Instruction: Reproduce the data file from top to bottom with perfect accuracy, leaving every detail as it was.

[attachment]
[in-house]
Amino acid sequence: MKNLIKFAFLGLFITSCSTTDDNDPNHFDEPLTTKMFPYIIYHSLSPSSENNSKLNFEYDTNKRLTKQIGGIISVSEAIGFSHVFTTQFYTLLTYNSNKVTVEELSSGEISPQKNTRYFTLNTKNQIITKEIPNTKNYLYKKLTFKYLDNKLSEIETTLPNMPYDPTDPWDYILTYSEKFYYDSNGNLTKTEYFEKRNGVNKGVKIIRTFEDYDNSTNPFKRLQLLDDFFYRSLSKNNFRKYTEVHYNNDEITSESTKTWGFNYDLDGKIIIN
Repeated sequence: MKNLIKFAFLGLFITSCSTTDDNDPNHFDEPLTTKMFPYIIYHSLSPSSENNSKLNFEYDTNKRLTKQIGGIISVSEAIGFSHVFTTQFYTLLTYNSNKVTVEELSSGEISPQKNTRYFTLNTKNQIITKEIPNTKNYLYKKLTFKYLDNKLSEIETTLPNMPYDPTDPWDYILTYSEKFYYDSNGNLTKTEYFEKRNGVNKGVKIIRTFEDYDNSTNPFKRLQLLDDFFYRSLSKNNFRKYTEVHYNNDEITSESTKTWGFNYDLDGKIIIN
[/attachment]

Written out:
[in-house]
Amino acid sequence: MKNLIKFAFLGLFITSCSTTDDNDPNHFDEPLTTKMFPYIIYHSLSPSSENNSKLNFEYDTNKRLTKQIGGIISVSEAIGFSHVFTTQFYTLLTYNSNKVTVEELSSGEISPQKNTRYFTLNTKNQIITKEIPNTKNYLYKKLTFKYLDNKLSEIETTLPNMPYDPTDPWDYILTYSEKFYYDSNGNLTKTEYFEKRNGVNKGVKIIRTFEDYDNSTNPFKRLQLLDDFFYRSLSKNNFRKYTEVHYNNDEITSESTKTWGFNYDLDGKIIIN
Repeated sequence: MKNLIKFAFLGLFITSCSTTDDNDPNHFDEPLTTKMFPYIIYHSLSPSSENNSKLNFEYDTNKRLTKQIGGIISVSEAIGFSHVFTTQFYTLLTYNSNKVTVEELSSGEISPQKNTRYFTLNTKNQIITKEIPNTKNYLYKKLTFKYLDNKLSEIETTLPNMPYDPTDPWDYILTYSEKFYYDSNGNLTKTEYFEKRNGVNKGVKIIRTFEDYDNSTNPFKRLQLLDDFFYRSLSKNNFRKYTEVHYNNDEITSESTKTWGFNYDLDGKIIIN